Guanidinosuccinic acid produces N-methyl-D-aspartate receptor-mediated long-term potentiation of synaptic transmission in rat hippocampal slices
Diltoer, M. × Lebrun, Ph. D'Hooge, Rudi Colin, F. Engelborgh, S. Vervaeck, M. De Deyn, P.P. Manil, J. #
Pflügers Archiv: European journal of physiology vol:426:R7
Belgian Society of Fundamental and Clinical Physiology and Pharmacology (Autumn Meeting) location:Brussels date:20 November 1993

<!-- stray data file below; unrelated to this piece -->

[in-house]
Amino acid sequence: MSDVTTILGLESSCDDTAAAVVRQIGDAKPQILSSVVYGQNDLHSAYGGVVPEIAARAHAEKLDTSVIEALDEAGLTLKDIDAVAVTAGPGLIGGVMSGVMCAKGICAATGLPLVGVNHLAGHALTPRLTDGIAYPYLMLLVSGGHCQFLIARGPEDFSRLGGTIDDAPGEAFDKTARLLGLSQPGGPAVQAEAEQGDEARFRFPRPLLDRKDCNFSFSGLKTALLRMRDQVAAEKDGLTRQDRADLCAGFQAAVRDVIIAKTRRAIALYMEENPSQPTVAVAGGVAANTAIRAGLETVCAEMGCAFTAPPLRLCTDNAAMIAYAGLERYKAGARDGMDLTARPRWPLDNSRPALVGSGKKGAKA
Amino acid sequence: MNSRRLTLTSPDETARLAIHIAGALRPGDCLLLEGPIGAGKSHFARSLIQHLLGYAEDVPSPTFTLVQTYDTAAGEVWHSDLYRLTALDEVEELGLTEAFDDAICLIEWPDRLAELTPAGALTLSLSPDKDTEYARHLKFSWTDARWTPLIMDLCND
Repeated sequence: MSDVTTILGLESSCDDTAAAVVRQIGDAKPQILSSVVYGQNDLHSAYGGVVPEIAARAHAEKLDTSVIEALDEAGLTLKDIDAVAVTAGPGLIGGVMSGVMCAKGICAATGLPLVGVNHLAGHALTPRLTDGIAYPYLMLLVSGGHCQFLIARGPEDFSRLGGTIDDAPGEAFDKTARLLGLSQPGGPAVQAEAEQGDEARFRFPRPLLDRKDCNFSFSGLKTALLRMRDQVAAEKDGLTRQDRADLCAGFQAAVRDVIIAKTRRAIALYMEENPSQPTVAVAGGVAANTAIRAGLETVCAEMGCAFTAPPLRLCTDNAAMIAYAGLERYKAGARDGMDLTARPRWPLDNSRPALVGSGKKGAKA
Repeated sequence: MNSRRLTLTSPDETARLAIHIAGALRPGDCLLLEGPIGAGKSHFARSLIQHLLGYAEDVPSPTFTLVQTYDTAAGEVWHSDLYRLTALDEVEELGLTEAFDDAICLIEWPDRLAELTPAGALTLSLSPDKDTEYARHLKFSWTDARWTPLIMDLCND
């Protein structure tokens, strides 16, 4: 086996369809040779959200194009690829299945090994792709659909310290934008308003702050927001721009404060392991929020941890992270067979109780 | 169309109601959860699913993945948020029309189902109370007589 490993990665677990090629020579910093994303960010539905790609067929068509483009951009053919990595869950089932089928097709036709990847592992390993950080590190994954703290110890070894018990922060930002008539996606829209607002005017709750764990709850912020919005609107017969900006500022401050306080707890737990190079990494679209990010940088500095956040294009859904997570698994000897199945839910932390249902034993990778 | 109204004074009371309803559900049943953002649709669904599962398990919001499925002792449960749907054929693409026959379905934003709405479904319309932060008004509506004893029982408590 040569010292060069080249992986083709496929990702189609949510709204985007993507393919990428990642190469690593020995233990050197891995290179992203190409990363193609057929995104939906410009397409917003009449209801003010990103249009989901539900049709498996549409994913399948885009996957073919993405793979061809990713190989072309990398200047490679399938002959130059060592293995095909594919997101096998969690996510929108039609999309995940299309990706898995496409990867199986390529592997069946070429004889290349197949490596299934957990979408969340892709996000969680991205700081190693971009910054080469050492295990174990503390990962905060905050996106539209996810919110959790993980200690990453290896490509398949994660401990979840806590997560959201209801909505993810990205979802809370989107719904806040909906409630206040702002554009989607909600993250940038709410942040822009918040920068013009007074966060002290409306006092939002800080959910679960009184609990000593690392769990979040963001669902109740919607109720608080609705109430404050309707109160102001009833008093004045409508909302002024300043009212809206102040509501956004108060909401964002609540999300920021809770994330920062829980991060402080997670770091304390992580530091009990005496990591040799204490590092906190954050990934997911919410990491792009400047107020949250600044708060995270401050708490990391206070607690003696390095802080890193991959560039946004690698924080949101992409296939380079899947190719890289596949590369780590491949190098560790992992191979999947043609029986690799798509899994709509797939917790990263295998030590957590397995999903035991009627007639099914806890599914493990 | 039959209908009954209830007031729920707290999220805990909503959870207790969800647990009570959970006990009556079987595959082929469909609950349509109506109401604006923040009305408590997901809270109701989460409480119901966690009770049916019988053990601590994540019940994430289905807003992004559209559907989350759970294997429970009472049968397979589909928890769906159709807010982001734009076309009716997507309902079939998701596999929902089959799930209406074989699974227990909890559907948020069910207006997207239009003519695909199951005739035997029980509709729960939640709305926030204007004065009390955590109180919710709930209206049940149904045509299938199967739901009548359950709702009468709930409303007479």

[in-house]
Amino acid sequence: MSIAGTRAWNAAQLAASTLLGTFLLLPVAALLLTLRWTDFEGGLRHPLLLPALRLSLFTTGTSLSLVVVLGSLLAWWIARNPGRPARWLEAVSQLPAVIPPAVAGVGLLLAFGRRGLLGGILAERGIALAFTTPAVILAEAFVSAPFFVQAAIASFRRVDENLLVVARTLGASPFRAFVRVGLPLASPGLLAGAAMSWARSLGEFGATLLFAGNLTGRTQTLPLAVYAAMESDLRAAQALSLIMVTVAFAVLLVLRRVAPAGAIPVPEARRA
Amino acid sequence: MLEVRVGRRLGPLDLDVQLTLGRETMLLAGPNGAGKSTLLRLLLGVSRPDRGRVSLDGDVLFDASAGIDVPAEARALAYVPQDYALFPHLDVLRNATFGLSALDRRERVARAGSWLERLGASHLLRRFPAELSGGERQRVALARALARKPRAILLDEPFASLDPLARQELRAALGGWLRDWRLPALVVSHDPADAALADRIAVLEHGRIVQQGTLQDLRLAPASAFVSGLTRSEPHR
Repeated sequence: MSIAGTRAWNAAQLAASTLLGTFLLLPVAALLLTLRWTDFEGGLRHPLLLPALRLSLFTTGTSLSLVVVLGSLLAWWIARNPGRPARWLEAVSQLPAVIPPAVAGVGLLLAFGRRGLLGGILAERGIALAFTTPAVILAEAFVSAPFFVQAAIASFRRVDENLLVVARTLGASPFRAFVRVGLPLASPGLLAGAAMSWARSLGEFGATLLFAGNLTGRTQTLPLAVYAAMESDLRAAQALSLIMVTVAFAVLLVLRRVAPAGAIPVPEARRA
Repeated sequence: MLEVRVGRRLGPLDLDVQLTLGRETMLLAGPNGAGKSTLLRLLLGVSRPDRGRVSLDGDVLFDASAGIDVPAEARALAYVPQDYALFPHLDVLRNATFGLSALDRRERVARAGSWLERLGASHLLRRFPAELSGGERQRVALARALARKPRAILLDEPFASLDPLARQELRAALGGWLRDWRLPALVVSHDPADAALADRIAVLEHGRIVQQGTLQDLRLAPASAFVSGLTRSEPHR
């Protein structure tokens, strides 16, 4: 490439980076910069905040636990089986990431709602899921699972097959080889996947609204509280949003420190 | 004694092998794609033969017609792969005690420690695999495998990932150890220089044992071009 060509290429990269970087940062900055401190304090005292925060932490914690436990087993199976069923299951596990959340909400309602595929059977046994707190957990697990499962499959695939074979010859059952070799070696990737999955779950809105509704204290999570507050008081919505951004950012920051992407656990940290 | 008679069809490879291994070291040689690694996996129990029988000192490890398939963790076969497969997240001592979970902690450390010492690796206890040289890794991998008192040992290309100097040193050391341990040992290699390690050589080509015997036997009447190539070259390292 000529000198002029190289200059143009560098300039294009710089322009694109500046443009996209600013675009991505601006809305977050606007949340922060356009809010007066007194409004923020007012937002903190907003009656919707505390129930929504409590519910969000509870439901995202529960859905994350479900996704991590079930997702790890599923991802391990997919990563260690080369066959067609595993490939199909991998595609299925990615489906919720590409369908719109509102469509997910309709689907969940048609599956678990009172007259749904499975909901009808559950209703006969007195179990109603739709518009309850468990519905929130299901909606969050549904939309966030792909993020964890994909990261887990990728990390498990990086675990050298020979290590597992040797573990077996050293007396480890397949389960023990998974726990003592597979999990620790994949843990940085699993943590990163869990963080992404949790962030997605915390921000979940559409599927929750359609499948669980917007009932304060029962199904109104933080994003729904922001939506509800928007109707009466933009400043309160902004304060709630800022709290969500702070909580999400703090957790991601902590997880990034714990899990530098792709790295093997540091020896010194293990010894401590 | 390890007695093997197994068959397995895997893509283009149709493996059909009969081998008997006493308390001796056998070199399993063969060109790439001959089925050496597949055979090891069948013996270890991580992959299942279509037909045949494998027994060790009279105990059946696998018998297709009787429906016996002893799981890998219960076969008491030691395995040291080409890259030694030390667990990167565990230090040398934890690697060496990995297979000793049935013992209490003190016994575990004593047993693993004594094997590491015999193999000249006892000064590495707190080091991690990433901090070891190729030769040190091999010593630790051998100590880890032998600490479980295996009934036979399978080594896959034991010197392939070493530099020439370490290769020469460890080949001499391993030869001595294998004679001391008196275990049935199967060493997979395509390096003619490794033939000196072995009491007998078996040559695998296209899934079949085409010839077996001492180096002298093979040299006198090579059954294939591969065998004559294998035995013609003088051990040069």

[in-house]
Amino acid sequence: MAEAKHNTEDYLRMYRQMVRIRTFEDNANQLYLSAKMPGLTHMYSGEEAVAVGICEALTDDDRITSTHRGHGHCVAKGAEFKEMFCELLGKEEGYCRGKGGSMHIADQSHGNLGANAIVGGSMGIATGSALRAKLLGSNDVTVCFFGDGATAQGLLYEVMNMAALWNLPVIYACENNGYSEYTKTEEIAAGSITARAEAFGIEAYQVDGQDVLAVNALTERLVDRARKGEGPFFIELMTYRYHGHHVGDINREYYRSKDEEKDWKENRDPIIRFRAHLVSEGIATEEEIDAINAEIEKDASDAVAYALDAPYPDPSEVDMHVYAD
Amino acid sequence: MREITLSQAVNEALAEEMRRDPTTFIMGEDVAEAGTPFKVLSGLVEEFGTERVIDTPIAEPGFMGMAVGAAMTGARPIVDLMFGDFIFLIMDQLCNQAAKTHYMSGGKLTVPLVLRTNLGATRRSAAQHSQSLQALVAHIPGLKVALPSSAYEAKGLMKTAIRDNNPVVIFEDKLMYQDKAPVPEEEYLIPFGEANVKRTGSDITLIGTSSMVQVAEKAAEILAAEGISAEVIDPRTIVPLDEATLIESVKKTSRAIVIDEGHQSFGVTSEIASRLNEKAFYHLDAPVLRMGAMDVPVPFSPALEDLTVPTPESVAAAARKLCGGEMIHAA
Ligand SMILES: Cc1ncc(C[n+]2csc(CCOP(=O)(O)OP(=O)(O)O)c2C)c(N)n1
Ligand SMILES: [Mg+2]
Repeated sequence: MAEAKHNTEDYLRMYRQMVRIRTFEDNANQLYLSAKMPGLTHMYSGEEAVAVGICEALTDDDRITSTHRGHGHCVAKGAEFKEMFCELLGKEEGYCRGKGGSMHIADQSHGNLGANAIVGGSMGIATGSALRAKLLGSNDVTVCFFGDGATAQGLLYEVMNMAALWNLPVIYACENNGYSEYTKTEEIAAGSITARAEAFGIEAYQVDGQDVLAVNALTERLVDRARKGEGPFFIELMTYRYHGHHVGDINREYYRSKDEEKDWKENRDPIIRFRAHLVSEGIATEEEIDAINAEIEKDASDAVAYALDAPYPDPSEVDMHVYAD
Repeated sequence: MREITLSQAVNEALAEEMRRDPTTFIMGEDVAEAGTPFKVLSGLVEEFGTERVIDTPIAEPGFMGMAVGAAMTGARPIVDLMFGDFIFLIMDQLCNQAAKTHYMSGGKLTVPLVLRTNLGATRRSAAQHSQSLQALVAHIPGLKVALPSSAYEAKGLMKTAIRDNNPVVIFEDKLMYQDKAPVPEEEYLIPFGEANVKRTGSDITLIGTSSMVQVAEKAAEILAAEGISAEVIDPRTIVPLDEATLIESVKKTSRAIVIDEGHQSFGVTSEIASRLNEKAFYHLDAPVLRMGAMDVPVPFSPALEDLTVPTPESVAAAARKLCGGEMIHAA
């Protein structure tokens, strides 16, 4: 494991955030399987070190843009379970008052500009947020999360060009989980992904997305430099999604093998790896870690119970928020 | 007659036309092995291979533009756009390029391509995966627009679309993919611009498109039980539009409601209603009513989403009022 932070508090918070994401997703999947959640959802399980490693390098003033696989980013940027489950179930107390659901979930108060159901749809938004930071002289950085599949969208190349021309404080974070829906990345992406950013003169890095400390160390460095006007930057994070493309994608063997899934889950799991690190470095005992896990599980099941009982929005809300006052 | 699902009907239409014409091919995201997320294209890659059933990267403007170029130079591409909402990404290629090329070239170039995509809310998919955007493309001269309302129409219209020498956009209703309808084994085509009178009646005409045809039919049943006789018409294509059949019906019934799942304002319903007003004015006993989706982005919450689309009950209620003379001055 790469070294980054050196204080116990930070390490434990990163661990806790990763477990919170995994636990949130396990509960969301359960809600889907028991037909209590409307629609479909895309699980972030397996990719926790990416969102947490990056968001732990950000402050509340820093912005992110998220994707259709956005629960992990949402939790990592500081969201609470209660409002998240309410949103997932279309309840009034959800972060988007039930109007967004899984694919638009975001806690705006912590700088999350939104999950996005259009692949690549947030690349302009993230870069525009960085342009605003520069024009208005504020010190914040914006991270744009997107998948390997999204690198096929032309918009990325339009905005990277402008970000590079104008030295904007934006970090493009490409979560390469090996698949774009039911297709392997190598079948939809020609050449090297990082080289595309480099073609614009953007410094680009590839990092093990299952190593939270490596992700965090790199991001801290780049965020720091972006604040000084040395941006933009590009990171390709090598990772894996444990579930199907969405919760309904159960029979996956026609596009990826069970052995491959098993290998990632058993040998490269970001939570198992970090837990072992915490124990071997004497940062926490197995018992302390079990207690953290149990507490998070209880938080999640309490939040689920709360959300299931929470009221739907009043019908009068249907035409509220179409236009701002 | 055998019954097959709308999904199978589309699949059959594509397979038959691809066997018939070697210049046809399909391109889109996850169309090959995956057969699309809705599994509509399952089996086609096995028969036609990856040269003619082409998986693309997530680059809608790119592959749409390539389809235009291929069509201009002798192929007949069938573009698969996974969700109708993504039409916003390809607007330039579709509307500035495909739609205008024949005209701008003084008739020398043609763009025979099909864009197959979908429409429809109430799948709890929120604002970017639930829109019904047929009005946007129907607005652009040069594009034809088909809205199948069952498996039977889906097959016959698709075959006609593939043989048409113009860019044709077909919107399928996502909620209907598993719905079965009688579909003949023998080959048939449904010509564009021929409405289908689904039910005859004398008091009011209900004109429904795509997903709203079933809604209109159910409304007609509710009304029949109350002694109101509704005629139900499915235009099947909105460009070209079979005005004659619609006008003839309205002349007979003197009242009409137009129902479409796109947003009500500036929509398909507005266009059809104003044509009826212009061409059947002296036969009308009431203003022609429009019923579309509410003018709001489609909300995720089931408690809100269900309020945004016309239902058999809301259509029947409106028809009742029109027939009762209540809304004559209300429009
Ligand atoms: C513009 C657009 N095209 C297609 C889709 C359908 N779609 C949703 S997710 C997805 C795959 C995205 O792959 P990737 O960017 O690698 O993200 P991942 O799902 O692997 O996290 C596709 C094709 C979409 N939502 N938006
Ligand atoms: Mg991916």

Guanidinosuccinic acid (GSAI), an endogenous metabolite accumulating in renal failure, depolarizes cat spinal motoneurons and induces convulsions in mice that are blocked by N-methyl-D-aspartate (NMDA) receptor antagonists. We studied GSA on glutamate transmission in CA1 pyramidal cells in rat hippocampal slices. The excitatory postsynaptic potentials (EPSP) were recorded extracellularly upon stimulation of the Schaffer collaterals. GSA was applied at 1mM, 500, 250, 125 and 62.5 µM on drug-naive slices. After short application of 1 mM GSA a sudden decrease in response was followed by a 1ong-lasling increase. During 40 minute perfusion of 500 or 250 µM GSA an initial enhancement of amplitude was followed by a decreased response, which then recovered to amplitudes greater than initially. This enhanced response was also long-tasting. Fourty minutes of 125 µM GSA induced a gradual monophasic increase of the response. Co -application of the competitive NMDA receptor antagonist D-APV at 50 µM fully antagonized the effects of 250 µM GSA and 25 µM D•APV those of 125 µM GSA. 25 µM D-APV partially inhibited the effects of 500 and 250 µM GSA by changing the profile to the monophasic form. The patterns were mimicked by the similar application of 12.5 and 25 µM NMDA. We conclude that GSA acts as an NMDA receptor agonist. The increased postsynaptic depolarization and the observed polyspike response may be due to the opening of the NMDA receptor. A decreased membrane resistance then induces the diminished response. The recovery may be AMPA-mediated after desensitization of the NMDA receptors restoring the membrane resistance. The long-term potentiation is probably initiated by the increase in intracellular Ca++ during NMDA receptor opening (chemical long-term potentiation).